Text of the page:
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Thread: Balkan Blues; the story of Serbia's struggle for supremacy

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    Last edited by gremlok; 06-10-2011 at 22:41.
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    Episode One – The Brutal Awakening (1836-1840)

    The Principality of Serbia had recently declared independence from its old overlord, the Ottoman Empire, and was enjoying the protection of Russia. A protection that seemed worth more on paper than in reality; surrounded by the Ottomans and Austria, Serbia was isolated, land-locked and on it’s own.



    The state of the nation was deplorable; only one of ten could read, the population was primarily made up of farmers, the economy based on grain and coal exports and no industry to speak of. Although resources were scarce, one thing the nation’s ruler, Prince Aleksandar Karadordevic, didn’t lack were ambitions and dreams. The desire to unite the Balkans and give rise to a great power to be reckoned with.



    Many ethnic Serbs were still living under the yoke of the Ottomans and even the Habsburgs. The prince felt many of the surrounding areas truly belonged to Serbia, notably Slavonia to the north and South Serbia and North Macedonia to the south. But many more Serbs living in Bosnia, Montenegro and even Croatia would hopefully also one day be part of a greater and stronger Serbia. But any aspirations would require a powerful army and the standing army of 2 brigades would hardly inspire fear in the hearts of the enemies.

    Undiscouraged the prince set many things in motion, starting with an alliance with Russia and putting the Nationalist party in charge of the government. A cement factory was commissioned and the principalities budget was balanced to produce a meager surplus. The prince also rounded up all of the best minds of Serbia and ordered them to research better methods for trading. Everyone had to contribute to the best of their abilities, so when beer halls started to sprout up across the country the prince had to set the foot down hard – Serbia was a nation of hardworking citizens, not drunks!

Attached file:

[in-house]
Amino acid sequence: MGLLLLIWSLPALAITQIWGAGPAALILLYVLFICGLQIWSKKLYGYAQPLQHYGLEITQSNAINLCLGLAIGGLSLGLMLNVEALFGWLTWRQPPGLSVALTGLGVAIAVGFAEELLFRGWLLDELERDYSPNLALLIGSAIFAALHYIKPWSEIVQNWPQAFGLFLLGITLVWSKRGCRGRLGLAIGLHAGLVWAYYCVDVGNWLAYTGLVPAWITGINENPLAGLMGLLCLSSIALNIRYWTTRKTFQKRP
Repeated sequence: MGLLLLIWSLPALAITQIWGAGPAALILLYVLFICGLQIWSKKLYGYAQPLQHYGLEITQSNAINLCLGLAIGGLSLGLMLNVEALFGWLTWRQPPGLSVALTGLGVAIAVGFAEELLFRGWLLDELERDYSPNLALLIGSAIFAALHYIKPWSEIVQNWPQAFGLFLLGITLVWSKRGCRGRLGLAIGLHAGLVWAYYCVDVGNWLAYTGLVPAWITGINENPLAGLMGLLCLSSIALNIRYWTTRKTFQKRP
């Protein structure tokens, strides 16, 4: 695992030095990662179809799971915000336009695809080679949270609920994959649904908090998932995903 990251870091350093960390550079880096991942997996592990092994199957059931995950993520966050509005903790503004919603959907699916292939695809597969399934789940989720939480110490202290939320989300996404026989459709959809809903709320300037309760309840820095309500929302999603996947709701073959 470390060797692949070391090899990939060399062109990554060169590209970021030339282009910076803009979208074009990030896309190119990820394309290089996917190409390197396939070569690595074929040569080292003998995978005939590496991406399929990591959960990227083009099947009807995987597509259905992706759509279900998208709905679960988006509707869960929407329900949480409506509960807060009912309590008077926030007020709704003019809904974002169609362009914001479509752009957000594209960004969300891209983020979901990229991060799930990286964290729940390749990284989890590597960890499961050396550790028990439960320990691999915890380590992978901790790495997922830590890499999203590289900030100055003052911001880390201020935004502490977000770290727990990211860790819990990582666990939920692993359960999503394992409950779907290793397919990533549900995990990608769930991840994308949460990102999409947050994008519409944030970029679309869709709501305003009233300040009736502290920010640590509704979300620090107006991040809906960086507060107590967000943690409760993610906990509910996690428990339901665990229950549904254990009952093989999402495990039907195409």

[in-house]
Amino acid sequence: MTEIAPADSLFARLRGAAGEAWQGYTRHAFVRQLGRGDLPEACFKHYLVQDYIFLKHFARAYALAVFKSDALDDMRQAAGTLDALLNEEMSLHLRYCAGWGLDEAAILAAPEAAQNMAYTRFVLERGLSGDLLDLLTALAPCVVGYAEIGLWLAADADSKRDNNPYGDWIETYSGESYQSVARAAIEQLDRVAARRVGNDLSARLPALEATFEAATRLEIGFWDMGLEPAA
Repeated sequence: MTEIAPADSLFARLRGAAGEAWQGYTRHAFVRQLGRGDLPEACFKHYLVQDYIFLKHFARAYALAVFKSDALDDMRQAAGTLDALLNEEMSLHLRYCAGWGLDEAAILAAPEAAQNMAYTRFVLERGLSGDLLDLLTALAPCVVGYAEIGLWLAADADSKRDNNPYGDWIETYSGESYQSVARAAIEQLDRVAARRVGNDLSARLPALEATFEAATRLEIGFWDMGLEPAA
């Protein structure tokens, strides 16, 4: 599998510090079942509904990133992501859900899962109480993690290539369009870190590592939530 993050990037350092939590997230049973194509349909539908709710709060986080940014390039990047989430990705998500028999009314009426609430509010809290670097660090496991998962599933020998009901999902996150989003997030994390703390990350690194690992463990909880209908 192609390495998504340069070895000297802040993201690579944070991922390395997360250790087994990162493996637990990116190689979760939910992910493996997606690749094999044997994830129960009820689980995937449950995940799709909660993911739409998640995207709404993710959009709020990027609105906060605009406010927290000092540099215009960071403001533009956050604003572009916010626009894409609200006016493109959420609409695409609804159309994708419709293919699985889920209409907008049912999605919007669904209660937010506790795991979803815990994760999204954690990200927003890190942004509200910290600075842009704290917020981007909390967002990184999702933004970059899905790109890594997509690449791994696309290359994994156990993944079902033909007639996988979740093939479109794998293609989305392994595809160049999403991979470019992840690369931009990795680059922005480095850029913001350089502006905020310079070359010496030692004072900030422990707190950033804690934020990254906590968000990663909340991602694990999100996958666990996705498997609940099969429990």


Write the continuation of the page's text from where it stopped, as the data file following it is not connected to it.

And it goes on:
For almost two years life went on undisturbed, until Spain nudged the Ottoman Empire away from the position as Great Power, which in November 1837 triggered the first of many Russo-Turkish wars.



    A call from Russia to join the war against the Ottomans resulted in jubilations in the streets of Belgrade, and the price gave in to popular pressure. All of Serbia was convinced the time to reclaim lost lands had come! With the might Russian army, twice the size of the Turks, this would surely be over by Christmas. Serbia was at war, surrounded by enemies, but confident and allied with two of the world’s most powerful countries, Russia and United Kingdom.



    Then reality set in and two months into the war Ottoman troops had swarmed into Russia and Serbia. The Serb strategy had been simple; wait for the English and Russians. So general Horatovic deployed his brigades in the defense of Belgrade until the expected reinforcements would arrive............which they never did.